The King in Yellow (1895) by Robert W. Chambers. It’s strange, it’s weird, it’s horror, sci-fi and romance all in one. The King in Yellow is a book of loosely connected short stories, full of fear and madness.
Dare you read it? This collection has been called the most important book in American supernatural fiction between Poe and the moderns. H. P. Lovecraft, creator of the famed Cthulu mythos, whose own fiction was greatly influenced by this book stated that The King in Yellow ‘achieves notable heights of cosmic fear’. – Moly
“Songs that the Hyades shall sing,
Where flap the tatters of the King,
Must die unheard in
—From Cassilda’s Song in The King in Yellow, Act i, Scene 2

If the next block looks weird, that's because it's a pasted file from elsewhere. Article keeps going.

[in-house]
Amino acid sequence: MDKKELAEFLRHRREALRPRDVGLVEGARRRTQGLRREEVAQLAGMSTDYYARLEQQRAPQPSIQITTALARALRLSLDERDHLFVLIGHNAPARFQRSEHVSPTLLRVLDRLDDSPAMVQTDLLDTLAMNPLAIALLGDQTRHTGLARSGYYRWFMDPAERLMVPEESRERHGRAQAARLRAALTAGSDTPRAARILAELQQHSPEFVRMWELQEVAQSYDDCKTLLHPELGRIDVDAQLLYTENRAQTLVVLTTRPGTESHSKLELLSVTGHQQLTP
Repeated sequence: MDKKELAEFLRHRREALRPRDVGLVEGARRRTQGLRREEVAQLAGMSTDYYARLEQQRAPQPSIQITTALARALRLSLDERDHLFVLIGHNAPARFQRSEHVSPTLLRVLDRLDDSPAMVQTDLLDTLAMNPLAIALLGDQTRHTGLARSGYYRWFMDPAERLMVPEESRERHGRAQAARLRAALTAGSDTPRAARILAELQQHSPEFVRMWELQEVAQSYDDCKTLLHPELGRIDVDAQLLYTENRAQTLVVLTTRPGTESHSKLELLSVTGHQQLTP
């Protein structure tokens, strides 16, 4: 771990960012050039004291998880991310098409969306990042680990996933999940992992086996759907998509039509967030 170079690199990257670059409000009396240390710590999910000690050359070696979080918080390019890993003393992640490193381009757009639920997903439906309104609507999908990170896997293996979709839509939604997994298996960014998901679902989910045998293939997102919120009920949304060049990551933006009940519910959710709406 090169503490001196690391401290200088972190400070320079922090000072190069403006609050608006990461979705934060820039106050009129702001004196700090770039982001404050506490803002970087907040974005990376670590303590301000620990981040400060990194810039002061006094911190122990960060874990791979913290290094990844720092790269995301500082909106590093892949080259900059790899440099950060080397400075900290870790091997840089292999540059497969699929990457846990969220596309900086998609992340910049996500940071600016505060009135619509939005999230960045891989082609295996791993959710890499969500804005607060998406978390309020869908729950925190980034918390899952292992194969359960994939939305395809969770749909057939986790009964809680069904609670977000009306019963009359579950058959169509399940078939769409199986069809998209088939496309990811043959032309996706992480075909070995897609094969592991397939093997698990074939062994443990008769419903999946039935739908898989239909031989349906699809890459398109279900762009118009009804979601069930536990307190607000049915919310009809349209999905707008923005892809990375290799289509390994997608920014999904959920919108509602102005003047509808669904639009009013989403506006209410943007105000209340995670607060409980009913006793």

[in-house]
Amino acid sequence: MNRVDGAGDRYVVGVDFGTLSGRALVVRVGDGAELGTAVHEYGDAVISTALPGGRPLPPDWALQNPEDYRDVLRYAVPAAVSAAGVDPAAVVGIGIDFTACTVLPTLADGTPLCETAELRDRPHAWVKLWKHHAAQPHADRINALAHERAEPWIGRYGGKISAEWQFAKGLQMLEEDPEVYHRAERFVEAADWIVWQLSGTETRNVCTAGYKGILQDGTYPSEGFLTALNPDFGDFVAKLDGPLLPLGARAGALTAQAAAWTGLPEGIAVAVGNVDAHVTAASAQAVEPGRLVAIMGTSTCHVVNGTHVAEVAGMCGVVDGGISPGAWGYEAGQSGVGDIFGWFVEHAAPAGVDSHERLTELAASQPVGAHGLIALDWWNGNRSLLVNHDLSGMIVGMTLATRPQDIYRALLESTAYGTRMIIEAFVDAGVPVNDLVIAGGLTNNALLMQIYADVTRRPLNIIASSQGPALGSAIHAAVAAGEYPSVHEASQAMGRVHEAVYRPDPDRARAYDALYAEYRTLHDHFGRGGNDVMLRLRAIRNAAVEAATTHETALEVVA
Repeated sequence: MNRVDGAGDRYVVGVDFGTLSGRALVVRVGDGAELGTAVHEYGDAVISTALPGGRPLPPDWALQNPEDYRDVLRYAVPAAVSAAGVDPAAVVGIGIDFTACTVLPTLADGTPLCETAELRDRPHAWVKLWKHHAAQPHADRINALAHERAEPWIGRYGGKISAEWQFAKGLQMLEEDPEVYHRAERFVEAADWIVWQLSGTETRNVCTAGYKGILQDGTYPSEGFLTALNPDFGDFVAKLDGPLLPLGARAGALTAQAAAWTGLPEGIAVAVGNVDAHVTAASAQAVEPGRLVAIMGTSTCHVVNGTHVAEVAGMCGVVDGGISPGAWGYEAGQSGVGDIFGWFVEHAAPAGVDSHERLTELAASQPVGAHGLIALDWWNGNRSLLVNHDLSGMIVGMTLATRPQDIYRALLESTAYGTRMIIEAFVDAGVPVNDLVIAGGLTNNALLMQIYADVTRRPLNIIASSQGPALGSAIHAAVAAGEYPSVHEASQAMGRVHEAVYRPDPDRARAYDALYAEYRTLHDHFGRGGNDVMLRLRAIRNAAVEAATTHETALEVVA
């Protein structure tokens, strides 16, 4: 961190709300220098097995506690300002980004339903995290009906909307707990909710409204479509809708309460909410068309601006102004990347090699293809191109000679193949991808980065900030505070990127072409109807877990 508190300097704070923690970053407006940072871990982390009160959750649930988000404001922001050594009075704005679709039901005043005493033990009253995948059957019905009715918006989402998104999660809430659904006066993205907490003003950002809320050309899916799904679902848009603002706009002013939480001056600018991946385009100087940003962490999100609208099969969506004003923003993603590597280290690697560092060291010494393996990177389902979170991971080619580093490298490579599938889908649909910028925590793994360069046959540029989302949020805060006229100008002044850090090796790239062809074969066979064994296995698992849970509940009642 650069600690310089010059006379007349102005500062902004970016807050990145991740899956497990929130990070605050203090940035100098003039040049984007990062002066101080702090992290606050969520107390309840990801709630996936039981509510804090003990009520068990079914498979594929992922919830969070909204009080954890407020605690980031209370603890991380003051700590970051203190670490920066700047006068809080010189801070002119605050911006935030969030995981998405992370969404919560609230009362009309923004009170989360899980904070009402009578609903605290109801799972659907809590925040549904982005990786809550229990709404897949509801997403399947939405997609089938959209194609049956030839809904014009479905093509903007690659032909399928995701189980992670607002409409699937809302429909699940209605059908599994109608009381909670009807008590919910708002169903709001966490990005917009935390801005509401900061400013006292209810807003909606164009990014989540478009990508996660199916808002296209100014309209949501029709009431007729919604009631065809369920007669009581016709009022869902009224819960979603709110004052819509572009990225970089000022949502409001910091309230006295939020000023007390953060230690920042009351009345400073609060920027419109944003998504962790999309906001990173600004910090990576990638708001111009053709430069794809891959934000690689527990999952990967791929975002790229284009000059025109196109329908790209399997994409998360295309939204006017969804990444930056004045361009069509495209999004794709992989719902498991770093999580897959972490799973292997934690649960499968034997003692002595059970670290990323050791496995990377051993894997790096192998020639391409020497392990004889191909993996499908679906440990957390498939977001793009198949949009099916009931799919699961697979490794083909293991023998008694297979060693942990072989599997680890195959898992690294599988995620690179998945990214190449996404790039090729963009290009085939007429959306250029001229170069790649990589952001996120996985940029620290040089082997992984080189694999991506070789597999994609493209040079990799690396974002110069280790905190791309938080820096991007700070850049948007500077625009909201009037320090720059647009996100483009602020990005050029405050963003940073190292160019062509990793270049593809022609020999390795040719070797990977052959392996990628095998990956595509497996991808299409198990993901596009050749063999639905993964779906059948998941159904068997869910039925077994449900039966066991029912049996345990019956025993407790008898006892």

As well as being the title of the anthology, The King in Yellow is also the name of a play within the book, bringing madness to all who witness it. Although the play is never shown in full, it is referred to in a number of the stories.
There is also a graphic novel by INJ Culbard. One of the UK’s most prolific cartoonists, his work always guarantees an intelligent and instantly recognizable graphic style. Clean lines, bold colors, and characters that wriggle right into the readers’ brain are Culbard’s trademark. In the realm of The King in Yellow, those skills are put to dastardly use as what begins in intrigue ends in poisonous insanity and palpable fright.
– Publishers Weekly
Just as T.V. series True Detective borrowed the term Carcosa from Chambers more than a century after The King in Yellow was written, Chambers borrowed the term from Ambrose Bierce and H.P. Lovecraft later borrowed it from Chambers! This all just makes me want to watch series one of True Detective for a third time.
You can download an audio version of Chambers’ The King in Yellow